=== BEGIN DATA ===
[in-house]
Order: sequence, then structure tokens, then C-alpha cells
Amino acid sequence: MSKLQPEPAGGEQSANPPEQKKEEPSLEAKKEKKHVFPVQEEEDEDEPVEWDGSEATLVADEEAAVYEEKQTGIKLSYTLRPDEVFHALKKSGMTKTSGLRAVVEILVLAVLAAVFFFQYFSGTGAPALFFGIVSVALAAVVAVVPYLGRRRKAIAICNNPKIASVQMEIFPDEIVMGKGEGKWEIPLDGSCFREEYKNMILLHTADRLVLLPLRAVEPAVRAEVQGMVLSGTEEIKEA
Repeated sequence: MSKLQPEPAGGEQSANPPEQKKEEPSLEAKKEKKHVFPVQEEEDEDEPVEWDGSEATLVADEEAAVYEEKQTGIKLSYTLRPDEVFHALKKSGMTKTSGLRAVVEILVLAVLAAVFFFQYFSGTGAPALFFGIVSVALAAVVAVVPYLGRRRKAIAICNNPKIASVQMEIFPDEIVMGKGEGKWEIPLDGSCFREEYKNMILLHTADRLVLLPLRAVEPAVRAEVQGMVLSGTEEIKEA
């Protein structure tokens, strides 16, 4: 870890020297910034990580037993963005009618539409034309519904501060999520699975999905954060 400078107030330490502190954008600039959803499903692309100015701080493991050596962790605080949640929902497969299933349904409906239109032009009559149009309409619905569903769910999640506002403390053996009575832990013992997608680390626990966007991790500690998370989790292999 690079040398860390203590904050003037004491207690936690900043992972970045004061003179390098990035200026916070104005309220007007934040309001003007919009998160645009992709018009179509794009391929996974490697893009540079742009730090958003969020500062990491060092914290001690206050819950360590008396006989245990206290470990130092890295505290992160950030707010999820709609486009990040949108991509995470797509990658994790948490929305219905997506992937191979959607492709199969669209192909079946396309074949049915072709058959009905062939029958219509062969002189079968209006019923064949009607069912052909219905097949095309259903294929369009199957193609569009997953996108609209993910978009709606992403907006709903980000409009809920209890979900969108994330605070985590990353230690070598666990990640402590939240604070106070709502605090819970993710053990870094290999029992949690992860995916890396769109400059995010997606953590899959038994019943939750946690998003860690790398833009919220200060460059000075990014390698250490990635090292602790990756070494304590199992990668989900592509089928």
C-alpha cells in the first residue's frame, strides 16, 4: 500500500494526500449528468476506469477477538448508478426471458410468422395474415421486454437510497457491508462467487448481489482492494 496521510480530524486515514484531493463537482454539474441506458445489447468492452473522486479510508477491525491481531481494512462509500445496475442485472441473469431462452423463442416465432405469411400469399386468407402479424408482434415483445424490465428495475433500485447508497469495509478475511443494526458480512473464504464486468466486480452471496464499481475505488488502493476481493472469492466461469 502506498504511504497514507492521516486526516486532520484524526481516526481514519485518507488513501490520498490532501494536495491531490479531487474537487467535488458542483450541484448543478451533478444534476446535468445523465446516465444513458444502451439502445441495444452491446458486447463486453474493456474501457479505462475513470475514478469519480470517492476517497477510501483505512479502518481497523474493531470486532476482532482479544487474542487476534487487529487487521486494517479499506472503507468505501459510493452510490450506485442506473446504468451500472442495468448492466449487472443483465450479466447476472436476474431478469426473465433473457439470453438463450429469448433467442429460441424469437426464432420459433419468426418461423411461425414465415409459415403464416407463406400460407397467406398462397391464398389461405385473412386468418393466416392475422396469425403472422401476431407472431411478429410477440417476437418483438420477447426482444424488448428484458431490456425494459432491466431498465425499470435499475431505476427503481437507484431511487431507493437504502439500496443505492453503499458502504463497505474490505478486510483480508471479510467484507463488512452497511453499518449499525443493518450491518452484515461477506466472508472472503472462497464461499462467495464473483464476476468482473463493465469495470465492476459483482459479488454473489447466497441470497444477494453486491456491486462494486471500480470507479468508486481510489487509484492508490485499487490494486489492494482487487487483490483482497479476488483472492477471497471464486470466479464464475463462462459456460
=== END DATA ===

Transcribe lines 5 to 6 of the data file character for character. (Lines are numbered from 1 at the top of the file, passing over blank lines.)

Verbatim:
């Protein structure tokens, strides 16, 4: 870890020297910034990580037993963005009618539409034309519904501060999520699975999905954060 400078107030330490502190954008600039959803499903692309100015701080493991050596962790605080949640929902497969299933349904409906239109032009009559149009309409619905569903769910999640506002403390053996009575832990013992997608680390626990966007991790500690998370989790292999 690079040398860390203590904050003037004491207690936690900043992972970045004061003179390098990035200026916070104005309220007007934040309001003007919009998160645009992709018009179509794009391929996974490697893009540079742009730090958003969020500062990491060092914290001690206050819950360590008396006989245990206290470990130092890295505290992160950030707010999820709609486009990040949108991509995470797509990658994790948490929305219905997506992937191979959607492709199969669209192909079946396309074949049915072709058959009905062939029958219509062969002189079968209006019923064949009607069912052909219905097949095309259903294929369009199957193609569009997953996108609209993910978009709606992403907006709903980000409009809920209890979900969108994330605070985590990353230690070598666990990640402590939240604070106070709502605090819970993710053990870094290999029992949690992860995916890396769109400059995010997606953590899959038994019943939750946690998003860690790398833009919220200060460059000075990014390698250490990635090292602790990756070494304590199992990668989900592509089928």
C-alpha cells in the first residue's frame, strides 16, 4: 500500500494526500449528468476506469477477538448508478426471458410468422395474415421486454437510497457491508462467487448481489482492494 496521510480530524486515514484531493463537482454539474441506458445489447468492452473522486479510508477491525491481531481494512462509500445496475442485472441473469431462452423463442416465432405469411400469399386468407402479424408482434415483445424490465428495475433500485447508497469495509478475511443494526458480512473464504464486468466486480452471496464499481475505488488502493476481493472469492466461469 502506498504511504497514507492521516486526516486532520484524526481516526481514519485518507488513501490520498490532501494536495491531490479531487474537487467535488458542483450541484448543478451533478444534476446535468445523465446516465444513458444502451439502445441495444452491446458486447463486453474493456474501457479505462475513470475514478469519480470517492476517497477510501483505512479502518481497523474493531470486532476482532482479544487474542487476534487487529487487521486494517479499506472503507468505501459510493452510490450506485442506473446504468451500472442495468448492466449487472443483465450479466447476472436476474431478469426473465433473457439470453438463450429469448433467442429460441424469437426464432420459433419468426418461423411461425414465415409459415403464416407463406400460407397467406398462397391464398389461405385473412386468418393466416392475422396469425403472422401476431407472431411478429410477440417476437418483438420477447426482444424488448428484458431490456425494459432491466431498465425499470435499475431505476427503481437507484431511487431507493437504502439500496443505492453503499458502504463497505474490505478486510483480508471479510467484507463488512452497511453499518449499525443493518450491518452484515461477506466472508472472503472462497464461499462467495464473483464476476468482473463493465469495470465492476459483482459479488454473489447466497441470497444477494453486491456491486462494486471500480470507479468508486481510489487509484492508490485499487490494486489492494482487487487483490483482497479476488483472492477471497471464486470466479464464475463462462459456460